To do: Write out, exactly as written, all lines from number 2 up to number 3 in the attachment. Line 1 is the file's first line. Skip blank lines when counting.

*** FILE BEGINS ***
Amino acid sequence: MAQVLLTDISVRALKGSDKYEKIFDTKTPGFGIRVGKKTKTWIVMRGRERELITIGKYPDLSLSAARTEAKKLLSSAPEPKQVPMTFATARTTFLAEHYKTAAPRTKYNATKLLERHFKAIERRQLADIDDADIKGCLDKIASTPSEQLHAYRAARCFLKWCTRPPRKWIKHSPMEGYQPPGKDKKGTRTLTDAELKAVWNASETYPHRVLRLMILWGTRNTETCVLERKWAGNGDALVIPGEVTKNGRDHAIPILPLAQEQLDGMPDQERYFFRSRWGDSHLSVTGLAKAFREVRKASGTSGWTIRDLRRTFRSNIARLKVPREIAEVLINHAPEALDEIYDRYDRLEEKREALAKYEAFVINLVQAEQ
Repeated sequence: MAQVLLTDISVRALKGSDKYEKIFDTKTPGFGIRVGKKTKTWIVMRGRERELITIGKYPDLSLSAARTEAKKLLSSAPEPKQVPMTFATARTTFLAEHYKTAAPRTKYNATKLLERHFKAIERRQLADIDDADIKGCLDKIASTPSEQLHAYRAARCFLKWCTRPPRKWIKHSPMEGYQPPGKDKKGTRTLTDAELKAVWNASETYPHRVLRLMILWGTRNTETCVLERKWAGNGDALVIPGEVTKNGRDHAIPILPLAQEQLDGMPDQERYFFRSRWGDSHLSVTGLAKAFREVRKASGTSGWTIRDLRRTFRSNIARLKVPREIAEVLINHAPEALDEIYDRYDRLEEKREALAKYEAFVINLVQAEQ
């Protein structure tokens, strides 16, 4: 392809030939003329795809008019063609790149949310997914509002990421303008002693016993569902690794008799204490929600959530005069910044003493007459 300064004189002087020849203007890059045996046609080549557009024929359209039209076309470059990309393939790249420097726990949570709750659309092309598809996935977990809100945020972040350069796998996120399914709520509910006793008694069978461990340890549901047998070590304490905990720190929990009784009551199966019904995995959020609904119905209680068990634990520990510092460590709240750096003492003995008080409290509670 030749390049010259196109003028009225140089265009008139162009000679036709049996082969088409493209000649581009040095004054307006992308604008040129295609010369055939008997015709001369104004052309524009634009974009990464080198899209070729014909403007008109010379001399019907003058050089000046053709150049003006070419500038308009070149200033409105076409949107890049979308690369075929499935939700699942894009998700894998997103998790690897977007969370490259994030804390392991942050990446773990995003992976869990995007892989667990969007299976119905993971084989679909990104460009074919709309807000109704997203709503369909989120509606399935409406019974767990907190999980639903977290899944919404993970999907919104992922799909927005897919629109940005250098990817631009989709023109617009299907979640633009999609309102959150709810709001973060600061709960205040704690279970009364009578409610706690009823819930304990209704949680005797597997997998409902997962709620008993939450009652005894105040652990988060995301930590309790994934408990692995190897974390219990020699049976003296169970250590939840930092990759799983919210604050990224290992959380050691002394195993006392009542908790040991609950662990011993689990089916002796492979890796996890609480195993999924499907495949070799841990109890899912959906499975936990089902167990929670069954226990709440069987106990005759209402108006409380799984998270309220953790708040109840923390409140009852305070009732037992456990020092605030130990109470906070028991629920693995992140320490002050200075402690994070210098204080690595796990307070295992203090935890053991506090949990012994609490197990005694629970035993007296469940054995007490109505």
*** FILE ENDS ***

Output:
Repeated sequence: MAQVLLTDISVRALKGSDKYEKIFDTKTPGFGIRVGKKTKTWIVMRGRERELITIGKYPDLSLSAARTEAKKLLSSAPEPKQVPMTFATARTTFLAEHYKTAAPRTKYNATKLLERHFKAIERRQLADIDDADIKGCLDKIASTPSEQLHAYRAARCFLKWCTRPPRKWIKHSPMEGYQPPGKDKKGTRTLTDAELKAVWNASETYPHRVLRLMILWGTRNTETCVLERKWAGNGDALVIPGEVTKNGRDHAIPILPLAQEQLDGMPDQERYFFRSRWGDSHLSVTGLAKAFREVRKASGTSGWTIRDLRRTFRSNIARLKVPREIAEVLINHAPEALDEIYDRYDRLEEKREALAKYEAFVINLVQAEQ
């Protein structure tokens, strides 16, 4: 392809030939003329795809008019063609790149949310997914509002990421303008002693016993569902690794008799204490929600959530005069910044003493007459 300064004189002087020849203007890059045996046609080549557009024929359209039209076309470059990309393939790249420097726990949570709750659309092309598809996935977990809100945020972040350069796998996120399914709520509910006793008694069978461990340890549901047998070590304490905990720190929990009784009551199966019904995995959020609904119905209680068990634990520990510092460590709240750096003492003995008080409290509670 030749390049010259196109003028009225140089265009008139162009000679036709049996082969088409493209000649581009040095004054307006992308604008040129295609010369055939008997015709001369104004052309524009634009974009990464080198899209070729014909403007008109010379001399019907003058050089000046053709150049003006070419500038308009070149200033409105076409949107890049979308690369075929499935939700699942894009998700894998997103998790690897977007969370490259994030804390392991942050990446773990995003992976869990995007892989667990969007299976119905993971084989679909990104460009074919709309807000109704997203709503369909989120509606399935409406019974767990907190999980639903977290899944919404993970999907919104992922799909927005897919629109940005250098990817631009989709023109617009299907979640633009999609309102959150709810709001973060600061709960205040704690279970009364009578409610706690009823819930304990209704949680005797597997997998409902997962709620008993939450009652005894105040652990988060995301930590309790994934408990692995190897974390219990020699049976003296169970250590939840930092990759799983919210604050990224290992959380050691002394195993006392009542908790040991609950662990011993689990089916002796492979890796996890609480195993999924499907495949070799841990109890899912959906499975936990089902167990929670069954226990709440069987106990005759209402108006409380799984998270309220953790708040109840923390409140009852305070009732037992456990020092605030130990109470906070028991629920693995992140320490002050200075402690994070210098204080690595796990307070295992203090935890053991506090949990012994609490197990005694629970035993007296469940054995007490109505």